New Zealand says only 50-50 chance of keeping "Hobbit"
By Adrian Bathgate
WELLINGTON (Reuters) - New Zealand's government said on Tuesday it had only a 50-50 chance of keeping production of the "Hobbit," adding it could not meet the financial offers on the table from other countries for Warner Bros to relocate the project.
In the wake of a short-lived union boycott that rattled the Hollywood studio, executives said last week they would consider shooting local filmmaker Peter Jackson's $500 million adaptation of the J.R.R. Tolkien fantasy elsewhere.
"We made it quite clear that we can't bridge the gap that is on the table from other countries. It is simply too large and they understand that position," New Zealand Prime Minister John Key told a news conference after talks with studio officials.
The government was seeking to clarify labor laws which resulted in union boycotts of the film, sparking the crisis.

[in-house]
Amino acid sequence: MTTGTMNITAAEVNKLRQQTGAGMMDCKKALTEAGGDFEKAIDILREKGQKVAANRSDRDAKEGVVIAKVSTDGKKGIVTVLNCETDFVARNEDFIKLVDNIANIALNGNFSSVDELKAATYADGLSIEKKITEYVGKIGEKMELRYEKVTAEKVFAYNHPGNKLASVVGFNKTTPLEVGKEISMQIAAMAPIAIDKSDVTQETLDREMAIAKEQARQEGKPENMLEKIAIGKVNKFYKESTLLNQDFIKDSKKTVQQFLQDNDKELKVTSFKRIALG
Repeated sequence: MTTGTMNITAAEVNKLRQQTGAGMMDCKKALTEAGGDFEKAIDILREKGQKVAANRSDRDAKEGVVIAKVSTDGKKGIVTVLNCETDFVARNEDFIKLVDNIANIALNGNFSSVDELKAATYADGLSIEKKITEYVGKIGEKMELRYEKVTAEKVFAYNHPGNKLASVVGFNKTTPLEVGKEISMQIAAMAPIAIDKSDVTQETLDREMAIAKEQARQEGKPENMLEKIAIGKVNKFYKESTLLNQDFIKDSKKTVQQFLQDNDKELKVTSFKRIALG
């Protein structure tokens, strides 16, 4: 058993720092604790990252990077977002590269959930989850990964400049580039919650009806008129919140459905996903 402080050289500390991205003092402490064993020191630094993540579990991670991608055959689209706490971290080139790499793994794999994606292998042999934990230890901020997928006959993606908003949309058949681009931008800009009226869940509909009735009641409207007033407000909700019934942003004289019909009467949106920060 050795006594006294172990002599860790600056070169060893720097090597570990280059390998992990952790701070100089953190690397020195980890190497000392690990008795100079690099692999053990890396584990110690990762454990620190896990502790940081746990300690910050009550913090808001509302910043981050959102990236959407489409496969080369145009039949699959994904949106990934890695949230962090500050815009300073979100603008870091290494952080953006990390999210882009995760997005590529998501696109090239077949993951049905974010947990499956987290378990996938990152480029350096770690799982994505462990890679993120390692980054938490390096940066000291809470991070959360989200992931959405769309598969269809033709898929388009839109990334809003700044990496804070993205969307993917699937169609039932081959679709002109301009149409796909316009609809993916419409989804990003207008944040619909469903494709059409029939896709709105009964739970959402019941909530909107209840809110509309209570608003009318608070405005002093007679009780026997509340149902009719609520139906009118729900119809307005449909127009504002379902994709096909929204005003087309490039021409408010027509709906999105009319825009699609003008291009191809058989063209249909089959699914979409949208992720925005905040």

"They're out of here if we can't give them the clarity, no question about that," said Key. "We have an opportunity to put the pieces back together. But there are no guarantees. I would say, at best, it is still very much 50-50."
Economists said losing the project could cost the country up to $1.5 billion. Thousands of protesters -- some dressed as hobbits -- took to the streets on Monday to convince the studio New Zealand was the only valid location for the two-part series.
Jackson's adaptation of Tolkien's "Lord of the Rings" proved beneficial to everyone: New Zealand received priceless international publicity, Warner Bros. sold nearly $3 billion worth of tickets at the box office, and the filmmaker and his team won armfuls of Oscars.
Studio executives will decide on the location for "The Hobbit" after meeting this week with government officials. Continued...